March 7th-13th is Women in Construction Week.
For women who work in the union construction trades, it’s more than just a job. It also means high wages and the opportunity to earn while learning as an apprentice. It means healthcare, the ability to provide for one’s family, and the chance to own a home. It means pride and satisfaction in a challenging but rewarding career. A new brief published by Chicago Women in the Trades’ Center for Gender Equity in Apprenticeship and Employment and the Institute for Women’s Policy Research highlights a growing number of Black, Latina, and Afro-Latina women pursuing careers in the trades.
Between 2016 and 2019, when the U.S. Department of Labor started to fund several initiatives, including technical assistance to improve apprenticeship access and diversity, the number of Latina apprentices in the trades nearly doubled, and the number of Black women apprentices grew by over 50 percent. However, at 3.6 percent of federally registered trade apprentices, Black and Latina women remain severely underrepresented. Access to these kinds of high-quality jobs is crucial as Black and Latina women have been hit hardest by COVID-related job losses and the persistent race and gender wage gap.
The brief, “Here to Stay: Black, Latina, and Afro-Latina Women in Construction Trades Apprenticeships and Employment,” lifts the voices and experiences of early career Black, Latina, and Afro-Latina tradeswomen. A key theme in these women’s experiences is pride in both their work and their economic security. However, they also discussed the challenges they’ve faced– from having to walk down the block to use the toilet (while facilities for men are available on-site) to isolation and direct harassment. Many described having fewer opportunities than White male apprentices to develop their skills and become fully rounded tradespeople:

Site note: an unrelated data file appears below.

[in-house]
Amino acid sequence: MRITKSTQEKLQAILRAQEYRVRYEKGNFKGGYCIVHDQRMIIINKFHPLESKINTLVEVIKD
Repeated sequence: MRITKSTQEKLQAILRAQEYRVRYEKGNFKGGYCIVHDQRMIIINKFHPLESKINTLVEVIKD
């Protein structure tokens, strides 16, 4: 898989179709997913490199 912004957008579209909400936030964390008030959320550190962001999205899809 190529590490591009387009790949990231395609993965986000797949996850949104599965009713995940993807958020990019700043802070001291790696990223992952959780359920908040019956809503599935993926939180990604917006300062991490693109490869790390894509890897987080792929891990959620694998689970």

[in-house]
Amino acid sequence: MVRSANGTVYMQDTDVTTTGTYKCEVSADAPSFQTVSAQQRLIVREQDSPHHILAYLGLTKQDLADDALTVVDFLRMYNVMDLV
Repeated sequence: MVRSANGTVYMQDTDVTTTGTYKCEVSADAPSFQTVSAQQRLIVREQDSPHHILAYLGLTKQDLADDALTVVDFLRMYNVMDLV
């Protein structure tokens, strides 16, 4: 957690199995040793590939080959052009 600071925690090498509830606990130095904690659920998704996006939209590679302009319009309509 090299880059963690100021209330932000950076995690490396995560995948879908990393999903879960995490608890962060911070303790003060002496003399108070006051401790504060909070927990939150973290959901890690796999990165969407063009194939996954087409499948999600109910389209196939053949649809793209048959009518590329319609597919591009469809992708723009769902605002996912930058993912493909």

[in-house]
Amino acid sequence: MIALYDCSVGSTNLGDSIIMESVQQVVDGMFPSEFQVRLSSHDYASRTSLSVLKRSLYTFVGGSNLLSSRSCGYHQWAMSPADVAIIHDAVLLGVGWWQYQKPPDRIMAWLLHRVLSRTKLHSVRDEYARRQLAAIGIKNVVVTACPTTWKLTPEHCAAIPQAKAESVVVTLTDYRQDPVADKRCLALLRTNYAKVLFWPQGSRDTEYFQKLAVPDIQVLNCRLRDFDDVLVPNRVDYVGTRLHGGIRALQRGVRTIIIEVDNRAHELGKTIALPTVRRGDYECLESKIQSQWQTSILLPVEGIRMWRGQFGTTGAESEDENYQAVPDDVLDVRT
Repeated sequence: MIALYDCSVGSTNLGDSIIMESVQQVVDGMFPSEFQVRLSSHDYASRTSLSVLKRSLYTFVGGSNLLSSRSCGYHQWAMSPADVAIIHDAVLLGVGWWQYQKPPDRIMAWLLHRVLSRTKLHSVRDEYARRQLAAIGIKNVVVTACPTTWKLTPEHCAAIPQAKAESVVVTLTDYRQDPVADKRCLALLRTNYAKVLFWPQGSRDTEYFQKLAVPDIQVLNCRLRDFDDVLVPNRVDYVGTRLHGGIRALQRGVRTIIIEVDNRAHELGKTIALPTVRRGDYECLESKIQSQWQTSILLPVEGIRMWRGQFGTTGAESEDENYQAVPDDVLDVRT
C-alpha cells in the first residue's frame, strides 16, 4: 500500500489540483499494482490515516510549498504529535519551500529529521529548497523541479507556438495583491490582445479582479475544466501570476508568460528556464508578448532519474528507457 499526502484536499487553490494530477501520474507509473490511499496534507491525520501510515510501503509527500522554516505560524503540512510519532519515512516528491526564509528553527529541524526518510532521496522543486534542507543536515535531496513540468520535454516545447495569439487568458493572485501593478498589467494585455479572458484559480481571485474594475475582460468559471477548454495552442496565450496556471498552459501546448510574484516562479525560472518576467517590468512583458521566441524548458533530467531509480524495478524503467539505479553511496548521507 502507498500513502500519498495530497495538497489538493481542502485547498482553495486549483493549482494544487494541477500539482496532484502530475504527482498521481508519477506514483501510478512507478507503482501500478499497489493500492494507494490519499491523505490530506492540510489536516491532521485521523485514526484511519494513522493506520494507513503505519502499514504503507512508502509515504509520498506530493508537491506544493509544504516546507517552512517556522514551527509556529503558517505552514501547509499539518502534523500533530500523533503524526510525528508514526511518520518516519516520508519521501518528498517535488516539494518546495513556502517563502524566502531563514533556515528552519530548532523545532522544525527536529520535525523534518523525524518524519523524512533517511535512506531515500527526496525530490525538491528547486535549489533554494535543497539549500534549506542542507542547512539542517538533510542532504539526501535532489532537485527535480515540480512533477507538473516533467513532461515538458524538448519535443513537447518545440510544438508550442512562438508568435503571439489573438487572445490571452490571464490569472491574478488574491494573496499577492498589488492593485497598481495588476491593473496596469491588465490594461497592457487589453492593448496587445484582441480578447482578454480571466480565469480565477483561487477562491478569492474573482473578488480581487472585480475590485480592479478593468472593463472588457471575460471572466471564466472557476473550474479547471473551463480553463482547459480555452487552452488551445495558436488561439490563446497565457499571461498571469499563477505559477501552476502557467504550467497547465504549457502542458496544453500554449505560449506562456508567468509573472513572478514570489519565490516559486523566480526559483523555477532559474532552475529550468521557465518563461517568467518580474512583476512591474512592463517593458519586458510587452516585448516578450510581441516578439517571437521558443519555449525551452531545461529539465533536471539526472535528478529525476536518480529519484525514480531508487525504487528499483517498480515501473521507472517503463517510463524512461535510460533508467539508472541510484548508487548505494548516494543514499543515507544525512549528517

“On top of challenges that all apprentices face, Women of Color apprentices are rising above additional obstacles— including the isolation of being the only woman of color on many worksites and not getting enough working hours— but they shouldn’t have to.”
(Christina Barillas, Journeywoman Plumber and CWIT Board Member)
At a time when federal policymakers are getting serious about investing in infrastructure and apprenticeships, and jobs in construction are projected to grow at all levels, it is imperative that we build apprenticeship programs to include Black, Latina, and Afro-Latina women. State and local projects have already demonstrated progress through child care and accountability initiatives and other policies to support women in the trades.